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Roxbury Unity Parade celebrates local luminaries

Yawu Miller
Yawu Miller is the former senior editor of the Bay State Banner. He has written for the Banner since 1988.... VIEW BIO
Roxbury Unity Parade celebrates local luminaries
Isaura Olivera (left) leads her dance troupe on Malcolm X Boulevard. BANNER PHOTO

A break in the rain Sunday provided an ideal opportunity for scores of celebrants to march in the Roxbury Unity Parade, an event meant to highlight the residents of the neighborhood.

U.S. Rep. Ayanna Pressley addresses a gathering at Madison Park High School during the kick off for the Roxbury Unity Parade

Acting Mayor Kim Janey, currently one of Roxbury’s most prominent citizens, provided a keynote address, as the marchers congregated at Madison Park Vocational Technical High School.

“I am a Roxbury girl,” she proclaimed to the audience on Malcolm X Boulevard. “Raised in rich, black soil.”

The event was founded four years ago by Roxbury resident Toye Burton. During an awards ceremony prior to this year’s march, prominent Roxbury residents were recognized, including performer Michael Bivins, whose award was received by No Books, No Ball founder Anthony Richards, Sr.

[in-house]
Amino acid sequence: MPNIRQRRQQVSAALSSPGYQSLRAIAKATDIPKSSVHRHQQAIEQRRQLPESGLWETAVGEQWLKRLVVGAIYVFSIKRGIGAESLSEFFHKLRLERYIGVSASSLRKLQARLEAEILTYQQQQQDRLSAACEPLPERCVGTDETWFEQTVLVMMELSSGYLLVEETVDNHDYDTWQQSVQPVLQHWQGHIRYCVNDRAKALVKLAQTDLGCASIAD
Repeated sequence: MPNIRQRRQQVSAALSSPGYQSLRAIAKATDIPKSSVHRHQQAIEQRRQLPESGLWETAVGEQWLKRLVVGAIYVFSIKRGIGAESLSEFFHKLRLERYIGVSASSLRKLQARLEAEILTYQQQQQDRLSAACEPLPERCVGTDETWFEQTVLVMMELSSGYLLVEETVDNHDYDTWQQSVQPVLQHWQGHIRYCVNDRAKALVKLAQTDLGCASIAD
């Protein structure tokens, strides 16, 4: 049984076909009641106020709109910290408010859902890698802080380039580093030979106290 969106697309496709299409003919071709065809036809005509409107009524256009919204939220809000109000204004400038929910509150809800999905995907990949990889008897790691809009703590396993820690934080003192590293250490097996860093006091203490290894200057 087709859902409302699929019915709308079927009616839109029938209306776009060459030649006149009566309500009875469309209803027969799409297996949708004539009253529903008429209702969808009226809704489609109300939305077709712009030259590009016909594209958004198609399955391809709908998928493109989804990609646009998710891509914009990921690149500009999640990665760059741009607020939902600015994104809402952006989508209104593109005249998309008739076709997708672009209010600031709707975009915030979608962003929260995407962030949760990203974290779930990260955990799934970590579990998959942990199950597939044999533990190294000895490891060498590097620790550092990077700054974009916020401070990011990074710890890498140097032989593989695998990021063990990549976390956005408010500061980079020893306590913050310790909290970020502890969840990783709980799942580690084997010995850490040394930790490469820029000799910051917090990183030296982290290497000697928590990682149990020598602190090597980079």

Percussionists with the Isaura Olivera dance troupe. BANNER PHOTO

While the neighborhood has seen its share of demonstrations over the past year, U.S. Rep. Ayanna Pressley said it’s important for Roxbury residents to join in celebration.

“Our bonds as a community cannot just be forged only in the act of struggle,” she said. “This is an opportunity for celebration.”

With open City Council seats and a race for an open mayor’s seat, the parade took on a decidedly political bent this year. Campaign contingents outnumbered the cultural participants in the parade. Among those present were mayoral candidates John Barros, Andrea Campbell, Annissa Essaibi George, Janey and Michelle Wu.

Candidates for the at-large, District 4 and District 7 seats also had contingents in the parade. Pressley said the abundance of candidates spoke well for Roxbury.

“The reason so many candidates are here is because of our political power,” she said. “Our voters are powerful.”

The parade proceeded along Malcolm X. Boulevard to Washington Street, terminating in a festival at Malcolm X. Park.